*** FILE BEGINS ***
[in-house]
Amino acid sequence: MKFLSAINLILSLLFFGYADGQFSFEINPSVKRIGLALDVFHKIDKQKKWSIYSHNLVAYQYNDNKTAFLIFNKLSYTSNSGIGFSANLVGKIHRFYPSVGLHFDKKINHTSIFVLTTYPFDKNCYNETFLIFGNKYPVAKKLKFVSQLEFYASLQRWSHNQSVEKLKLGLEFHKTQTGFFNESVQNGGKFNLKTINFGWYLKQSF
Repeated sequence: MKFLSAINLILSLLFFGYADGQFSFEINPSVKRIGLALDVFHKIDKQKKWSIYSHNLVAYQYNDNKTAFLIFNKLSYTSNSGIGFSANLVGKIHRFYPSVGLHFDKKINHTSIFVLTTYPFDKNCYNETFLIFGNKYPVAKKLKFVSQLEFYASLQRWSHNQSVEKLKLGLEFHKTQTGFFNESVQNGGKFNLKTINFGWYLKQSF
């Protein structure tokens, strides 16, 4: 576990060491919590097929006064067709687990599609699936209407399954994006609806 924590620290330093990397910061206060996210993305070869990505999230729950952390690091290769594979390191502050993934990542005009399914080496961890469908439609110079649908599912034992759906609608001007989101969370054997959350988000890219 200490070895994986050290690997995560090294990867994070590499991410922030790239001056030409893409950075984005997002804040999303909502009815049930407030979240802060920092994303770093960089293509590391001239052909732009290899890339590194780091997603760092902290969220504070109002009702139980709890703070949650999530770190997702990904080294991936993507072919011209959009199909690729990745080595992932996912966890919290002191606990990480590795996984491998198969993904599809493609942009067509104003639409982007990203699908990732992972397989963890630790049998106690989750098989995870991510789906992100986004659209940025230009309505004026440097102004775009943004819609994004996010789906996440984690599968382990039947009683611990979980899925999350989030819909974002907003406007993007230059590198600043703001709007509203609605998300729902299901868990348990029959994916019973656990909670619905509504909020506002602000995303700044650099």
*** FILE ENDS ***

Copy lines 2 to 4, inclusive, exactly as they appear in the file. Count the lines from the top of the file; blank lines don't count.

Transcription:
Amino acid sequence: MKFLSAINLILSLLFFGYADGQFSFEINPSVKRIGLALDVFHKIDKQKKWSIYSHNLVAYQYNDNKTAFLIFNKLSYTSNSGIGFSANLVGKIHRFYPSVGLHFDKKINHTSIFVLTTYPFDKNCYNETFLIFGNKYPVAKKLKFVSQLEFYASLQRWSHNQSVEKLKLGLEFHKTQTGFFNESVQNGGKFNLKTINFGWYLKQSF
Repeated sequence: MKFLSAINLILSLLFFGYADGQFSFEINPSVKRIGLALDVFHKIDKQKKWSIYSHNLVAYQYNDNKTAFLIFNKLSYTSNSGIGFSANLVGKIHRFYPSVGLHFDKKINHTSIFVLTTYPFDKNCYNETFLIFGNKYPVAKKLKFVSQLEFYASLQRWSHNQSVEKLKLGLEFHKTQTGFFNESVQNGGKFNLKTINFGWYLKQSF
């Protein structure tokens, strides 16, 4: 576990060491919590097929006064067709687990599609699936209407399954994006609806 924590620290330093990397910061206060996210993305070869990505999230729950952390690091290769594979390191502050993934990542005009399914080496961890469908439609110079649908599912034992759906609608001007989101969370054997959350988000890219 200490070895994986050290690997995560090294990867994070590499991410922030790239001056030409893409950075984005997002804040999303909502009815049930407030979240802060920092994303770093960089293509590391001239052909732009290899890339590194780091997603760092902290969220504070109002009702139980709890703070949650999530770190997702990904080294991936993507072919011209959009199909690729990745080595992932996912966890919290002191606990990480590795996984491998198969993904599809493609942009067509104003639409982007990203699908990732992972397989963890630790049998106690989750098989995870991510789906992100986004659209940025230009309505004026440097102004775009943004819609994004996010789906996440984690599968382990039947009683611990979980899925999350989030819909974002907003406007993007230059590198600043703001709007509203609605998300729902299901868990348990029959994916019973656990909670619905509504909020506002602000995303700044650099």